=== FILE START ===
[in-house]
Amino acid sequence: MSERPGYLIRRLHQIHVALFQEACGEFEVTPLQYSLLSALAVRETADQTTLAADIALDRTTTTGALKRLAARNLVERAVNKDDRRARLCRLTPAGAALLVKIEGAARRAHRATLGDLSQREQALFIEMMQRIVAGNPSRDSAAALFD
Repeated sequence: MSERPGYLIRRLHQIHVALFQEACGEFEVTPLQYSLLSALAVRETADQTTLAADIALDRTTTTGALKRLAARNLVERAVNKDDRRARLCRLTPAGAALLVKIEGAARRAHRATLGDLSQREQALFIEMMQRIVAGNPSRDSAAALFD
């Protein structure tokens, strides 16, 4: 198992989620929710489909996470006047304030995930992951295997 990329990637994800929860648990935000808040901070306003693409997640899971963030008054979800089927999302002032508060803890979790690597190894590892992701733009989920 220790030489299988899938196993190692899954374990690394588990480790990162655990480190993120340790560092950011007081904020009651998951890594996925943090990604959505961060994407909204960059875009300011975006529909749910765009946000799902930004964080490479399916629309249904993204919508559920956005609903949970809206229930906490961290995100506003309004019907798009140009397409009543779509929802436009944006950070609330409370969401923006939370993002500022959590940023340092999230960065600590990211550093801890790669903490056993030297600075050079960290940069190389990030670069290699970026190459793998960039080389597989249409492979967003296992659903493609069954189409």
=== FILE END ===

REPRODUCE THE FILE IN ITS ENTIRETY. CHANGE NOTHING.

[in-house]
Amino acid sequence: MSERPGYLIRRLHQIHVALFQEACGEFEVTPLQYSLLSALAVRETADQTTLAADIALDRTTTTGALKRLAARNLVERAVNKDDRRARLCRLTPAGAALLVKIEGAARRAHRATLGDLSQREQALFIEMMQRIVAGNPSRDSAAALFD
Repeated sequence: MSERPGYLIRRLHQIHVALFQEACGEFEVTPLQYSLLSALAVRETADQTTLAADIALDRTTTTGALKRLAARNLVERAVNKDDRRARLCRLTPAGAALLVKIEGAARRAHRATLGDLSQREQALFIEMMQRIVAGNPSRDSAAALFD
């Protein structure tokens, strides 16, 4: 198992989620929710489909996470006047304030995930992951295997 990329990637994800929860648990935000808040901070306003693409997640899971963030008054979800089927999302002032508060803890979790690597190894590892992701733009989920 220790030489299988899938196993190692899954374990690394588990480790990162655990480190993120340790560092950011007081904020009651998951890594996925943090990604959505961060994407909204960059875009300011975006529909749910765009946000799902930004964080490479399916629309249904993204919508559920956005609903949970809206229930906490961290995100506003309004019907798009140009397409009543779509929802436009944006950070609330409370969401923006939370993002500022959590940023340092999230960065600590990211550093801890790669903490056993030297600075050079960290940069190389990030670069290699970026190459793998960039080389597989249409492979967003296992659903493609069954189409």